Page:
The discharge portion 122 further comprises a first discharge chute 138a mounted on the first discharge module 132a. The second discharge wheel 134b carries the partially-necked can bodies 2 upward, through an arc of approximately 90 degrees, and deposits the partially-necked can bodies 2 in the first discharge chute 138a. (The partially-necked can bodies 2 are subsequently returned to the first necking module 17a′, as discussed below.)

The finished can bodies 2 are carried through an arc of approximately 180 degrees by the second transfer wheel 126b, to the second discharge wheel 136b.

The second transfer wheel 126b and the second discharge wheel 136b are indexed so that the finished can bodies 2 are received in alternating pockets 136b of the second discharge wheel 134b.

The discharge portion 122 further comprises a second discharge chute 138b mounted on the second discharge module 132b. The second discharge wheel 134b carries the finished can bodies 2 through an arc of approximately 180 degrees, and deposits the finished can bodies 2 in the second discharge chute 138b. The second discharge chute 22 guides the finished can bodies 2 out of the necking machine 3′.

The first and second transfer wheels 126a, 126b and the first and second discharge wheels 134a, 134b each include a respective gear 24 and a shaft 32 as described above in connection with the necking machine 3. The first and second transfer wheels 126a, 126b and the first and second discharge wheels 134a, 134b can be driven by the gearbox 26, the motor 30, and the drive belt 30, by way of the respective gears 24 and shafts 32.

The necking machine 3′ further comprises a conveying mechanism 142. The conveying mechanism 142 receives the partially-necked can bodies 2 from the first discharge chute 138a. The conveying mechanism 142 transports the partially-necked can bodies 2 to the second input chute 106b of the input portion 100. The conveying mechanism 142 can be any suitable mechanism capable of transporting the can bodies 2 from the first discharge chute 138a to the second input chute 106b. For example, the conveying mechanism 142 can be a series of transfer turrets, a mass conveyor, a single-track conveyor, another type of conventional conveyor, a tunnel track, a pocket chain, a pin chain, etc.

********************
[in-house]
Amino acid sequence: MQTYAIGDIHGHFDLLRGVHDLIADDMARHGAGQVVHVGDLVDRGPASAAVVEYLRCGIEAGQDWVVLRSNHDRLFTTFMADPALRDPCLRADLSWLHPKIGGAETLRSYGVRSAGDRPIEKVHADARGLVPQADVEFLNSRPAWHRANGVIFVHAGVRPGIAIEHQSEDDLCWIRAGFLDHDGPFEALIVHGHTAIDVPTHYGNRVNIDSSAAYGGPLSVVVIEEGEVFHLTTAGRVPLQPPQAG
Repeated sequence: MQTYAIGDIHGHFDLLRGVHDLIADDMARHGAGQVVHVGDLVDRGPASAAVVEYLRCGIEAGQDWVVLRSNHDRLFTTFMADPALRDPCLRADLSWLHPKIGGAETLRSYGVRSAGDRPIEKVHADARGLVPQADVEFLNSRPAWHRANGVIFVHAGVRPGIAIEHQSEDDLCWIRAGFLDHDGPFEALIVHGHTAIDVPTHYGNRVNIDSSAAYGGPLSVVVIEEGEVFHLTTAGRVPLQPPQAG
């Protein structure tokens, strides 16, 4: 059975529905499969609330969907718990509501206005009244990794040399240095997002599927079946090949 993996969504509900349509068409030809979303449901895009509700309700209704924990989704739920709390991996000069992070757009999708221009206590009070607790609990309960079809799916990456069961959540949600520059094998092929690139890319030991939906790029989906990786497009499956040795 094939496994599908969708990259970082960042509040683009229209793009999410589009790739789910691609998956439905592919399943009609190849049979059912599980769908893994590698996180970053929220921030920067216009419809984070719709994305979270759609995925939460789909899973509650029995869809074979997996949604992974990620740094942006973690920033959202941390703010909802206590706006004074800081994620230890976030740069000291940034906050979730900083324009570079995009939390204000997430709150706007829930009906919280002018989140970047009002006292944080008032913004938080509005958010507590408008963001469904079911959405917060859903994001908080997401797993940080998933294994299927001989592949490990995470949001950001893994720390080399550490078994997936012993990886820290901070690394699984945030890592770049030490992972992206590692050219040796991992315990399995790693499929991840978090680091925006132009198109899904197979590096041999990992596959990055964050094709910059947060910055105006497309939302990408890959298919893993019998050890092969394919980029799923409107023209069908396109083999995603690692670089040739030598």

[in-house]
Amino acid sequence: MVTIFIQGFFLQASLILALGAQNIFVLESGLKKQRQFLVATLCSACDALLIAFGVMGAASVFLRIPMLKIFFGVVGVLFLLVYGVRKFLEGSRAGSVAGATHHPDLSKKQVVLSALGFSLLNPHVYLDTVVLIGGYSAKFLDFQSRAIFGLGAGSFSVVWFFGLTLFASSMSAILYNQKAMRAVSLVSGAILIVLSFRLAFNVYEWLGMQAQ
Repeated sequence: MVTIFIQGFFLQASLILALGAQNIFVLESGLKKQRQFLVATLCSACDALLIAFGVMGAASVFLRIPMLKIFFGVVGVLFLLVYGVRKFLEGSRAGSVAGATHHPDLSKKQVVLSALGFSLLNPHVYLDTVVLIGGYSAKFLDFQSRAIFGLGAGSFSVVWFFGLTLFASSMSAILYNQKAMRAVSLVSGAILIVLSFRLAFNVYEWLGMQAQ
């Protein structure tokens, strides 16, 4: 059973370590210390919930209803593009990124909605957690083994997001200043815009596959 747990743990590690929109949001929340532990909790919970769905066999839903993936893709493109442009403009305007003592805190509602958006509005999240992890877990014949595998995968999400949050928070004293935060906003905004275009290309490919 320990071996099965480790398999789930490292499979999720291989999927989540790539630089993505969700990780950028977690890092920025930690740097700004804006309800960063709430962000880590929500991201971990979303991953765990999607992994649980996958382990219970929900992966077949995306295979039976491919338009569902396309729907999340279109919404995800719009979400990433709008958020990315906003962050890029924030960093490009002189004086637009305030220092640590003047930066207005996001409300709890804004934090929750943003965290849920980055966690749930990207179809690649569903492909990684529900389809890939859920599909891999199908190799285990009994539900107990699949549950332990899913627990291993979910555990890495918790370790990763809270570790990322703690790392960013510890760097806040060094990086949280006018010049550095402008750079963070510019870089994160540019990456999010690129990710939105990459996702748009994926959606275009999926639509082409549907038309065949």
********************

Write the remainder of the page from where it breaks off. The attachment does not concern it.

The second input chute 106b guides the partially-necked can bodies 2 to the second feed wheel 110b of the second input module 108b. The partially-necked can bodies 2 are received by the pockets 112b of second feed wheel 110b. The partially-necked can bodies 2 are subsequently transported to the necking station 16a′ by the second feed wheel 110b and the second transfer wheel 116b, as described above. The end of the partially necked can body 2 undergoes further reductions in diameter as it subsequently passes through the necking stations 16a′, 16b′, 16c′, 16d′, 16e′, as also described above.